One of our awesome speechies has her 21st birthday in a couple of weeks… her 21st birthday as a speech pathologist that is.
When I asked her what she’d like for her “birthday” she said she’d like to get a bunch of helium balloons and give them away to all of the kids that come in on the day. By my calculations that will be 50 helium balloons – I have visions from the movie “Up” running through my head!
There’s something about balloons though….. kids love them and I’ve been playing with balloons a lot lately in the clinic.
Here are my top 5 balloon games that I’ve used this week to work on sounds, pronouns, prepositions, literacy and following instructions.
The Balloon Rocket
This game is a great one to use as a homework motivator. Use whatever target it is that you’ve been working on and add a breath of air to the balloon after every correct try at the word/sound/sentence. When the balloon is sufficiently full, let the balloon go and watch it blast off.
Pronouns can be tricky for children to learn and simple sorting and labelling games can get boring after awhile. To play this game you need a large picture of a boy and a large picture of a girl. Glue each picture onto a separate A4 envelope. Then hide a balloon (not blown up) in either the girls envelope or the boys envelope. Put the envelopes on the table and encourage your child to guess where the balloon is. You could model sentences like“Does she have the ballon?”“I think he has it.”“The balloon is in her envelope.”“The balloon is his”.When they get a certain number of pronouns correct (aim for a number between 5-10) blow the balloon up and draw a face on it. Then you can practice sentences like“He needs eyes”.“She needs a nose”.“Put on his hair”.“Her eyes need eyelashes”.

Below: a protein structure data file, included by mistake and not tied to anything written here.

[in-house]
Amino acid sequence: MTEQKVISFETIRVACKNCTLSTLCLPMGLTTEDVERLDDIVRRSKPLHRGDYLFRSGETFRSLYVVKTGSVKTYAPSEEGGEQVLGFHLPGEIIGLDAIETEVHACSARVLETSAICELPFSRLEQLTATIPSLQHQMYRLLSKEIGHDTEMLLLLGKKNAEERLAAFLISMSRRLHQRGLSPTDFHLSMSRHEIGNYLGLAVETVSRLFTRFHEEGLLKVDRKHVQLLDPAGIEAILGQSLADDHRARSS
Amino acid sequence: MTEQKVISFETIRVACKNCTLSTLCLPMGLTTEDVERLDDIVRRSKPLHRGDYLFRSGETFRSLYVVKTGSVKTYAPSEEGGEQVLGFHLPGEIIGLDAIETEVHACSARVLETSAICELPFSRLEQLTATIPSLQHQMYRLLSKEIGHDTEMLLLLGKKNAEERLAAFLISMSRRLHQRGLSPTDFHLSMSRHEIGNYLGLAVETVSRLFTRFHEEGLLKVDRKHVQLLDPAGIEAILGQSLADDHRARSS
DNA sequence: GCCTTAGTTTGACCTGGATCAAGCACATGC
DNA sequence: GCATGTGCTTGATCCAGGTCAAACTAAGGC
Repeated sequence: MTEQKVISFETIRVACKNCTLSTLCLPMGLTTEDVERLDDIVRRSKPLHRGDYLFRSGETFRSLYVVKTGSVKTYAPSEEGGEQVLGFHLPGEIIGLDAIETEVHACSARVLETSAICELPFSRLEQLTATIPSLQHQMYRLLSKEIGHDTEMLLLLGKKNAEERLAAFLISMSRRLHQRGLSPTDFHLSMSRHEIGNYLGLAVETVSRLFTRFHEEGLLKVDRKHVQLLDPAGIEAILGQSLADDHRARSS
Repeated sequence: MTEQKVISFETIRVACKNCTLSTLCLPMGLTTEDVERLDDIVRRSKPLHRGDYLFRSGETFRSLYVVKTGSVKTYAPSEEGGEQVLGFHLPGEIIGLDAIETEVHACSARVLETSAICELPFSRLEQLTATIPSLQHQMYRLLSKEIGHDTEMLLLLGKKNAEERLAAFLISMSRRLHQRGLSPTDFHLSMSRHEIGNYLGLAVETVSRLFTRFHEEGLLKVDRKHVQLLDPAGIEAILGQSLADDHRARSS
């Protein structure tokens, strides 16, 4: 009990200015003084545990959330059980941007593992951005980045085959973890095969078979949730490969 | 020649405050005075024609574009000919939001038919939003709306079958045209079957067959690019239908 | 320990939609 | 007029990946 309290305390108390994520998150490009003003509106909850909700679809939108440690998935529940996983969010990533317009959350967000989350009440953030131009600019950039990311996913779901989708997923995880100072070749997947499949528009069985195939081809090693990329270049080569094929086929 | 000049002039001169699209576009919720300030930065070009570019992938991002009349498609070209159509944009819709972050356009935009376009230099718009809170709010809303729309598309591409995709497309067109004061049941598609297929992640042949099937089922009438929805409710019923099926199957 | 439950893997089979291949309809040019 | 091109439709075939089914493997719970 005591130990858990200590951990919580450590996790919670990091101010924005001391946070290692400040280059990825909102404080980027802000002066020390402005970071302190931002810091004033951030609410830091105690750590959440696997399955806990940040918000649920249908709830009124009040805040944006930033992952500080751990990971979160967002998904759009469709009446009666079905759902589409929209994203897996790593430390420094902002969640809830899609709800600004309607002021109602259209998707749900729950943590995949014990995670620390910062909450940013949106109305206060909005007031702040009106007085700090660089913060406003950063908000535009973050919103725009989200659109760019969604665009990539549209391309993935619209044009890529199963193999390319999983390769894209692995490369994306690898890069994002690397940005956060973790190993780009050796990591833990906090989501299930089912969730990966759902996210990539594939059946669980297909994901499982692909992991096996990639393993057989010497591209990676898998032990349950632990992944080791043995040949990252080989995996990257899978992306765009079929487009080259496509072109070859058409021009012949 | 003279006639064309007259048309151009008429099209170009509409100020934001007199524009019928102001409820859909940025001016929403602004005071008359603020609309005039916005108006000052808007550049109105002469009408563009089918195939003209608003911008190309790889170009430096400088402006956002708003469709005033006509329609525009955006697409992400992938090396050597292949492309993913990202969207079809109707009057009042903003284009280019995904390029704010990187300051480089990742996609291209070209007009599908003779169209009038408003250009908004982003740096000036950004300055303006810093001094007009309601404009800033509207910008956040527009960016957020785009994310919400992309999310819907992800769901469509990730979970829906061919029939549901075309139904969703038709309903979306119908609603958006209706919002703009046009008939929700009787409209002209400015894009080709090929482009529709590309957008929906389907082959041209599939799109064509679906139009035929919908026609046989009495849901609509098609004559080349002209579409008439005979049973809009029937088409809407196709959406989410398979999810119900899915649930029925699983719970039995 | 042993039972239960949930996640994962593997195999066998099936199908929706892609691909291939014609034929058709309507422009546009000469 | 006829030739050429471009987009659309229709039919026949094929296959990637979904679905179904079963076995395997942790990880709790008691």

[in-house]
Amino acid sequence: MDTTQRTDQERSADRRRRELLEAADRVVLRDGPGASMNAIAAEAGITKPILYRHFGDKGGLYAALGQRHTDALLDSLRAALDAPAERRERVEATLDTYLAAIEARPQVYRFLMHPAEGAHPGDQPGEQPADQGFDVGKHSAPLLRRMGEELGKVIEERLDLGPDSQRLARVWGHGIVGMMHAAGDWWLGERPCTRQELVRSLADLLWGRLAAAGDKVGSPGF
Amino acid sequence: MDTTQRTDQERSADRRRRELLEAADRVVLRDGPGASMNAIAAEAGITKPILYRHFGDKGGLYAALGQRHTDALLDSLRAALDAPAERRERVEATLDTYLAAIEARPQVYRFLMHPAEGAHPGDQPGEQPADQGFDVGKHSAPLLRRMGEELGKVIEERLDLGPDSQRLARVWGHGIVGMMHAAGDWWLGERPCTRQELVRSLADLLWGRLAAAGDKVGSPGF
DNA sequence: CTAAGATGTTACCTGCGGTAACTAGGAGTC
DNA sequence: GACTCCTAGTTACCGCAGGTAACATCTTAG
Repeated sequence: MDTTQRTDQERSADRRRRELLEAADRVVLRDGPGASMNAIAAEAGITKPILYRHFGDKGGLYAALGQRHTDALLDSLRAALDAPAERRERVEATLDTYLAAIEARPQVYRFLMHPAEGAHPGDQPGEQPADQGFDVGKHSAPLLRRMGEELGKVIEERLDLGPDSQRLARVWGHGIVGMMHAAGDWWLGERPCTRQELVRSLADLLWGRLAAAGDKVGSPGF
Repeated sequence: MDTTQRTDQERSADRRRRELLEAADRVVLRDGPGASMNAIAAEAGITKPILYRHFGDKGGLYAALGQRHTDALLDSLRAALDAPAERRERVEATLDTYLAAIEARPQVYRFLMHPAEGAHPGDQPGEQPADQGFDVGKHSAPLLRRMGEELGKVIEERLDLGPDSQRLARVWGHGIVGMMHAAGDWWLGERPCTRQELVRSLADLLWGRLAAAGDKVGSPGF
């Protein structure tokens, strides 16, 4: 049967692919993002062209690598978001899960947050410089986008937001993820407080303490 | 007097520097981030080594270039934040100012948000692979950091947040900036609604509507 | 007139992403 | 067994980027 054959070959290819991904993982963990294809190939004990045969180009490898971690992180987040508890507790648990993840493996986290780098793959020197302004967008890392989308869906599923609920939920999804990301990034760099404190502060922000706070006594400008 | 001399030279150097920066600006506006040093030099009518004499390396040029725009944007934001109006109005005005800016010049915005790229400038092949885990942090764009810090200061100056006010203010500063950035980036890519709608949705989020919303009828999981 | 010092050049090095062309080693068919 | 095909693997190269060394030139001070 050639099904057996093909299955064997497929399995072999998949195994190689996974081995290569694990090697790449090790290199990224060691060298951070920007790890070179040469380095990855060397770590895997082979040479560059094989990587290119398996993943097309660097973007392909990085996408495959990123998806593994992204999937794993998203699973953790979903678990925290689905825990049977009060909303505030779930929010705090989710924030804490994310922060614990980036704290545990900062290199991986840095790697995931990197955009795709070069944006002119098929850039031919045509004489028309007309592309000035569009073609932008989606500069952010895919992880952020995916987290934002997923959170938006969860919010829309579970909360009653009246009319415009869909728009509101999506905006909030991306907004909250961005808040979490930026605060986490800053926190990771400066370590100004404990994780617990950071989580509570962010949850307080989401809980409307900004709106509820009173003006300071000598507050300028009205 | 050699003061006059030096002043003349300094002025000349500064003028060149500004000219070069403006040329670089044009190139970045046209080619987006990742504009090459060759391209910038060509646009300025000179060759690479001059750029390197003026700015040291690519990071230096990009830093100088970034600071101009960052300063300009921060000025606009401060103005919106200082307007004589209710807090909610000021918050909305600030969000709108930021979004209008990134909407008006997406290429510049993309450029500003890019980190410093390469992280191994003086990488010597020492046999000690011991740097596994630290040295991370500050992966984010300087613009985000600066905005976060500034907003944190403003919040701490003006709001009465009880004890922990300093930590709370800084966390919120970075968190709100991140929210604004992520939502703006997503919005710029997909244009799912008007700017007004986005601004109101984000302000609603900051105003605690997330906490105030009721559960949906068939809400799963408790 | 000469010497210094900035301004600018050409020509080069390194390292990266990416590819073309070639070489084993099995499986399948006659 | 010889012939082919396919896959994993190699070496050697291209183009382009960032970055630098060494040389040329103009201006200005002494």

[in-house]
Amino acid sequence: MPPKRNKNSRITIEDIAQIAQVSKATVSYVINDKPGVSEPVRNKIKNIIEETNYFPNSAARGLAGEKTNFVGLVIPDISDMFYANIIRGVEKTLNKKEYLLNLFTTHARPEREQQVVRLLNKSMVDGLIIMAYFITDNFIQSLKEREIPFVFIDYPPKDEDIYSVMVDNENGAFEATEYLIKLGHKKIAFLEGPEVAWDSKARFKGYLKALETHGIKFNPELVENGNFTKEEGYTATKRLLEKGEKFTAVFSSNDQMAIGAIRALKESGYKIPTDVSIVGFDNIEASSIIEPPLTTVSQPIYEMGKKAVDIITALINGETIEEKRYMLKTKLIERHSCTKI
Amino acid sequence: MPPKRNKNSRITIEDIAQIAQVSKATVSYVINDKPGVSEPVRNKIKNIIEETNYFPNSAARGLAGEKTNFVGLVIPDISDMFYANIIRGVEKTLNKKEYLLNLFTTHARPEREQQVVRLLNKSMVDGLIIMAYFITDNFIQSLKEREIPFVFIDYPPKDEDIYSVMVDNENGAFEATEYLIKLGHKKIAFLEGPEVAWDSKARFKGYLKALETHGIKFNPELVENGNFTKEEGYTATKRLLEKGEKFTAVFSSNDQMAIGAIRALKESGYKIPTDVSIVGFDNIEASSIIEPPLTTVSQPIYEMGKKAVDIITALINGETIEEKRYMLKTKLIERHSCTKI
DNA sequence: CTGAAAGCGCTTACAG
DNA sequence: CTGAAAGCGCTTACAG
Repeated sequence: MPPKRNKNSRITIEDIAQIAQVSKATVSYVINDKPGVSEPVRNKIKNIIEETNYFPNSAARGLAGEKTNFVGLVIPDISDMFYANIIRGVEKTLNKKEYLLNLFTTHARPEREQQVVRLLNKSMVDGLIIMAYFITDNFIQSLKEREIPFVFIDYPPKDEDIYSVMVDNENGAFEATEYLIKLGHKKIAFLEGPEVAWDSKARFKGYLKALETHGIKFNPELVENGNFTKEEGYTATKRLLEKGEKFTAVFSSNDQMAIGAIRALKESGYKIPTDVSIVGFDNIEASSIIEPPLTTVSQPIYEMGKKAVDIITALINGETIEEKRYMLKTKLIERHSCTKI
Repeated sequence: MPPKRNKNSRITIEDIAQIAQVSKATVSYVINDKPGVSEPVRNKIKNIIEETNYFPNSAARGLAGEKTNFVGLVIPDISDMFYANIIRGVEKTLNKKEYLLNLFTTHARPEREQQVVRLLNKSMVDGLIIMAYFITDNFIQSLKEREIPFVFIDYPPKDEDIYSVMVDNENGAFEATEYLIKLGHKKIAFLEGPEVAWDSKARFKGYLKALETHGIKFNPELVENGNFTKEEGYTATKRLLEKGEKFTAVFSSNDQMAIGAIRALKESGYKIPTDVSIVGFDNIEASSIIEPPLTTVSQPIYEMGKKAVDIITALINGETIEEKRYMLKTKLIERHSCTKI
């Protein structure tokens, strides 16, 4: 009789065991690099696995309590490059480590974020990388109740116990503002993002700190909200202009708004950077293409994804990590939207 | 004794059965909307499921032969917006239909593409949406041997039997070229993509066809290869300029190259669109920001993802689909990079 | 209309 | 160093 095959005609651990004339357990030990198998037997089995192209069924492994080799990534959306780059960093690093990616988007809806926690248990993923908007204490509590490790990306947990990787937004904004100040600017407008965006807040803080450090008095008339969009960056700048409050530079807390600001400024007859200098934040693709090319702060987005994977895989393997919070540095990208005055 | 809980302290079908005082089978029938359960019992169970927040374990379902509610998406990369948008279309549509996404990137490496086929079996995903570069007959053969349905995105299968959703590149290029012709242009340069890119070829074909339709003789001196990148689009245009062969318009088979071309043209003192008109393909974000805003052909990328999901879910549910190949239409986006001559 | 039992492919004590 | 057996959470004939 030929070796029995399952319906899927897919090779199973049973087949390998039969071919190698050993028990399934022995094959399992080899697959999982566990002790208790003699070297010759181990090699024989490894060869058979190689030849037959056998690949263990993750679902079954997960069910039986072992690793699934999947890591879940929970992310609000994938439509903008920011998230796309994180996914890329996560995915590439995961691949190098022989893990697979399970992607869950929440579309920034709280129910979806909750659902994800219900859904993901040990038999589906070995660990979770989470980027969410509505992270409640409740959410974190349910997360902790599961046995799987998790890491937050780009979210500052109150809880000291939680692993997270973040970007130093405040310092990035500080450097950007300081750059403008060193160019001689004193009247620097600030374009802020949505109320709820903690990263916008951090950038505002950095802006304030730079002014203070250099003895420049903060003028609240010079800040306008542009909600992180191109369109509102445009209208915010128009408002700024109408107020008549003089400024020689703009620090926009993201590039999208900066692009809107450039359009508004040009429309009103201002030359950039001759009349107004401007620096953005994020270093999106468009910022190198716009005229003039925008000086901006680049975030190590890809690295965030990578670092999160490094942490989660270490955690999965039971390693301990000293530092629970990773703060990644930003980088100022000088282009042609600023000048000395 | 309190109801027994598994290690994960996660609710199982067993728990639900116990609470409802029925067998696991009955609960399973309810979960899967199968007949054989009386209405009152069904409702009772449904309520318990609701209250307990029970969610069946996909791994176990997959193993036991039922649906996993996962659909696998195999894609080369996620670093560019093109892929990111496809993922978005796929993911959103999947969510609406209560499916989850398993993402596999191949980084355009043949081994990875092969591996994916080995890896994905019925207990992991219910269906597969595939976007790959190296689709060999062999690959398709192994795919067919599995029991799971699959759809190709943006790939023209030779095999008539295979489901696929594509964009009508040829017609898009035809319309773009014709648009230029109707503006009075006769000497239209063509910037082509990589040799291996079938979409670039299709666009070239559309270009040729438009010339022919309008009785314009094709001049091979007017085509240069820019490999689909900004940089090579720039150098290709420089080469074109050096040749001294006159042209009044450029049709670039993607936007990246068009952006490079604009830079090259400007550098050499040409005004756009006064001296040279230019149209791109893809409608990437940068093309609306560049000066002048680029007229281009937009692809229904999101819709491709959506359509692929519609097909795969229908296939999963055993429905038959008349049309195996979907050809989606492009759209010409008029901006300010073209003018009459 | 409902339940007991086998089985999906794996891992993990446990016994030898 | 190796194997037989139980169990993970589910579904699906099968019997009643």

Where it Stops, Nobody Knows
This one is all about practicing prepositions- words like in, on, under, over, next to, behind, in front. Grab an old box and take turns hiding a balloon and guessing where it is. When you’ve guessed where it is blow it up and let it go. Then tell where it lands.
I can’t write an article about balloons without having at least one popping game. The skill of adding and deleting sounds is an important pre-literacy skill for children to learn. Find a list of words with blends at the beginning or end of the word (you can just google this). Blow up some balloons and write one letter on each balloon. Help your child decode (or sound out the word). Then say what would X be without the x-sound. Eg what would train be without the /t/-sound? If your child can work it out they get to pop the /t/ balloon.
Up, Up and Away
For this activity, you’ll need a few very small items. Things like little plastic toys, small coins or buttons, pictures cut out of catalogues will work. Give your child an instruction to follow Eg “Put the little chicken into the green balloon” or if you are practicing following longer instructions maybe someone like “Put the eggs and the flower in the blue balloon and the cat in the red balloon.”
Kylie Martin is a speech pathologist at Chatter-boxes Speech Pathology Services. For advice or information on speech and language development, play, feeding or social communication visit www.chatter-boxes.com.au